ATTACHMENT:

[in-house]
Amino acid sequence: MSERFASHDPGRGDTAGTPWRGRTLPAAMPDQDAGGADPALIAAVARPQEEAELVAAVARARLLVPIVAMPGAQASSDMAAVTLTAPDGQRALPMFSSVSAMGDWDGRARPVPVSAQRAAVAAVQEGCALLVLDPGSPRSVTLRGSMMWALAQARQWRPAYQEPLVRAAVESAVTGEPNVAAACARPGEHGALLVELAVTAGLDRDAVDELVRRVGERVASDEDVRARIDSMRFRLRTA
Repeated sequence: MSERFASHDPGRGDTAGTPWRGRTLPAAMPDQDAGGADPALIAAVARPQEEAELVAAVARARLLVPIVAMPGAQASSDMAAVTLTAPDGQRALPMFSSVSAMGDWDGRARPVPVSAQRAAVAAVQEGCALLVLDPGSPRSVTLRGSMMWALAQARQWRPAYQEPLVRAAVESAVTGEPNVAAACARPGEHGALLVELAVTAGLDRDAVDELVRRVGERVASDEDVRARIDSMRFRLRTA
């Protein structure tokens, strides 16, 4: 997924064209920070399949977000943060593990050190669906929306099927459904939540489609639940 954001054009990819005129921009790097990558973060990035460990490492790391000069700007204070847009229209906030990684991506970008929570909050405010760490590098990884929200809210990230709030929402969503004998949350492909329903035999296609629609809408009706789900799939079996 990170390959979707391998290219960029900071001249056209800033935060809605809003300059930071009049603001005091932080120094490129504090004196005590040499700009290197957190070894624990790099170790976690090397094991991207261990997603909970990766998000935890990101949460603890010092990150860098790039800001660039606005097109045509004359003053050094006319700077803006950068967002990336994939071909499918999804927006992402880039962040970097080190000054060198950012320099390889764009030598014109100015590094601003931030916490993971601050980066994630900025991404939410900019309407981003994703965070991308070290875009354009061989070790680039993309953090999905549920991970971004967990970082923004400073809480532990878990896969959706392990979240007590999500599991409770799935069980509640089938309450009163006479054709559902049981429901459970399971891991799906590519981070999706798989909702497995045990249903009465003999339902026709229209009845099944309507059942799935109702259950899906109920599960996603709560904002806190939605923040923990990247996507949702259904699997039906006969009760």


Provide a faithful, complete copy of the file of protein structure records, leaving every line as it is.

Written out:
[in-house]
Amino acid sequence: MSERFASHDPGRGDTAGTPWRGRTLPAAMPDQDAGGADPALIAAVARPQEEAELVAAVARARLLVPIVAMPGAQASSDMAAVTLTAPDGQRALPMFSSVSAMGDWDGRARPVPVSAQRAAVAAVQEGCALLVLDPGSPRSVTLRGSMMWALAQARQWRPAYQEPLVRAAVESAVTGEPNVAAACARPGEHGALLVELAVTAGLDRDAVDELVRRVGERVASDEDVRARIDSMRFRLRTA
Repeated sequence: MSERFASHDPGRGDTAGTPWRGRTLPAAMPDQDAGGADPALIAAVARPQEEAELVAAVARARLLVPIVAMPGAQASSDMAAVTLTAPDGQRALPMFSSVSAMGDWDGRARPVPVSAQRAAVAAVQEGCALLVLDPGSPRSVTLRGSMMWALAQARQWRPAYQEPLVRAAVESAVTGEPNVAAACARPGEHGALLVELAVTAGLDRDAVDELVRRVGERVASDEDVRARIDSMRFRLRTA
């Protein structure tokens, strides 16, 4: 997924064209920070399949977000943060593990050190669906929306099927459904939540489609639940 954001054009990819005129921009790097990558973060990035460990490492790391000069700007204070847009229209906030990684991506970008929570909050405010760490590098990884929200809210990230709030929402969503004998949350492909329903035999296609629609809408009706789900799939079996 990170390959979707391998290219960029900071001249056209800033935060809605809003300059930071009049603001005091932080120094490129504090004196005590040499700009290197957190070894624990790099170790976690090397094991991207261990997603909970990766998000935890990101949460603890010092990150860098790039800001660039606005097109045509004359003053050094006319700077803006950068967002990336994939071909499918999804927006992402880039962040970097080190000054060198950012320099390889764009030598014109100015590094601003931030916490993971601050980066994630900025991404939410900019309407981003994703965070991308070290875009354009061989070790680039993309953090999905549920991970971004967990970082923004400073809480532990878990896969959706392990979240007590999500599991409770799935069980509640089938309450009163006479054709559902049981429901459970399971891991799906590519981070999706798989909702497995045990249903009465003999339902026709229209009845099944309507059942799935109702259950899906109920599960996603709560904002806190939605923040923990990247996507949702259904699997039906006969009760």